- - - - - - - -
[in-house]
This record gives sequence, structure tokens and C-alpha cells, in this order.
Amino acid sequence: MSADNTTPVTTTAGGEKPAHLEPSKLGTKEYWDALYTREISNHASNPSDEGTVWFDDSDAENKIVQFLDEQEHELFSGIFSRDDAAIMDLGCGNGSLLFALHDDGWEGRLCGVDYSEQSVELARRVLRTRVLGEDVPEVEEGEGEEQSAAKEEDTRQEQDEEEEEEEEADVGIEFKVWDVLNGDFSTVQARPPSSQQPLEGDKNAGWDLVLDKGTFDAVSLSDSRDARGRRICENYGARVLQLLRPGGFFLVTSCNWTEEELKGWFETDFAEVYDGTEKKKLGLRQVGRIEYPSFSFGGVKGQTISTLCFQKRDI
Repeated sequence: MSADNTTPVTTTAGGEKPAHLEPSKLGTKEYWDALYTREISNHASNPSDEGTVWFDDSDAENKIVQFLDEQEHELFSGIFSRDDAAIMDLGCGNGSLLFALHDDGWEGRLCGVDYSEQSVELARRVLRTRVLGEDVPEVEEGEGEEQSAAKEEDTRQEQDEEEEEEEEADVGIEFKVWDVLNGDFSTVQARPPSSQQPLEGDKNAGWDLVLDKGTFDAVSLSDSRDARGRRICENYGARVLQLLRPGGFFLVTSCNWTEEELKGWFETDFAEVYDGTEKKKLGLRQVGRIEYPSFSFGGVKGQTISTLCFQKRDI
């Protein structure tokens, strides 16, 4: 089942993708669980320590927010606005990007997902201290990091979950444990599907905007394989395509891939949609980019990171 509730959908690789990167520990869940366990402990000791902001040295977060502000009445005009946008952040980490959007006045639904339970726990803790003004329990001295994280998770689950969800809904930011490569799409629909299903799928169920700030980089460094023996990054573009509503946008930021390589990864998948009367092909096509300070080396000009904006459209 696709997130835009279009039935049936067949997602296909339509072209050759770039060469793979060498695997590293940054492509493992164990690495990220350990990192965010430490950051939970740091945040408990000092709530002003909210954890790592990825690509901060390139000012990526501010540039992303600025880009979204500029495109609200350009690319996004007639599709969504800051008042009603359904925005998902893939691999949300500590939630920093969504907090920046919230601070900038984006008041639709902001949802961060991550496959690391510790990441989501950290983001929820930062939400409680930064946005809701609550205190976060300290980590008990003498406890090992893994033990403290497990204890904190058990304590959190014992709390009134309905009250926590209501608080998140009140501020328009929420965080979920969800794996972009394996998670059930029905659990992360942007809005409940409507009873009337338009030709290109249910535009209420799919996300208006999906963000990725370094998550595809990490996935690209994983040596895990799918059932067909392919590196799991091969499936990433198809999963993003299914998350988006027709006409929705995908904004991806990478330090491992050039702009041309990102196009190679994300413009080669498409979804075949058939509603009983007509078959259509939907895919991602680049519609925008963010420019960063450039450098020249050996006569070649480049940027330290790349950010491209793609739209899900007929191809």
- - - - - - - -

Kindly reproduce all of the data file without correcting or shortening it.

[in-house]
This record gives sequence, structure tokens and C-alpha cells, in this order.
Amino acid sequence: MSADNTTPVTTTAGGEKPAHLEPSKLGTKEYWDALYTREISNHASNPSDEGTVWFDDSDAENKIVQFLDEQEHELFSGIFSRDDAAIMDLGCGNGSLLFALHDDGWEGRLCGVDYSEQSVELARRVLRTRVLGEDVPEVEEGEGEEQSAAKEEDTRQEQDEEEEEEEEADVGIEFKVWDVLNGDFSTVQARPPSSQQPLEGDKNAGWDLVLDKGTFDAVSLSDSRDARGRRICENYGARVLQLLRPGGFFLVTSCNWTEEELKGWFETDFAEVYDGTEKKKLGLRQVGRIEYPSFSFGGVKGQTISTLCFQKRDI
Repeated sequence: MSADNTTPVTTTAGGEKPAHLEPSKLGTKEYWDALYTREISNHASNPSDEGTVWFDDSDAENKIVQFLDEQEHELFSGIFSRDDAAIMDLGCGNGSLLFALHDDGWEGRLCGVDYSEQSVELARRVLRTRVLGEDVPEVEEGEGEEQSAAKEEDTRQEQDEEEEEEEEADVGIEFKVWDVLNGDFSTVQARPPSSQQPLEGDKNAGWDLVLDKGTFDAVSLSDSRDARGRRICENYGARVLQLLRPGGFFLVTSCNWTEEELKGWFETDFAEVYDGTEKKKLGLRQVGRIEYPSFSFGGVKGQTISTLCFQKRDI
């Protein structure tokens, strides 16, 4: 089942993708669980320590927010606005990007997902201290990091979950444990599907905007394989395509891939949609980019990171 509730959908690789990167520990869940366990402990000791902001040295977060502000009445005009946008952040980490959007006045639904339970726990803790003004329990001295994280998770689950969800809904930011490569799409629909299903799928169920700030980089460094023996990054573009509503946008930021390589990864998948009367092909096509300070080396000009904006459209 696709997130835009279009039935049936067949997602296909339509072209050759770039060469793979060498695997590293940054492509493992164990690495990220350990990192965010430490950051939970740091945040408990000092709530002003909210954890790592990825690509901060390139000012990526501010540039992303600025880009979204500029495109609200350009690319996004007639599709969504800051008042009603359904925005998902893939691999949300500590939630920093969504907090920046919230601070900038984006008041639709902001949802961060991550496959690391510790990441989501950290983001929820930062939400409680930064946005809701609550205190976060300290980590008990003498406890090992893994033990403290497990204890904190058990304590959190014992709390009134309905009250926590209501608080998140009140501020328009929420965080979920969800794996972009394996998670059930029905659990992360942007809005409940409507009873009337338009030709290109249910535009209420799919996300208006999906963000990725370094998550595809990490996935690209994983040596895990799918059932067909392919590196799991091969499936990433198809999963993003299914998350988006027709006409929705995908904004991806990478330090491992050039702009041309990102196009190679994300413009080669498409979804075949058939509603009983007509078959259509939907895919991602680049519609925008963010420019960063450039450098020249050996006569070649480049940027330290790349950010491209793609739209899900007929191809």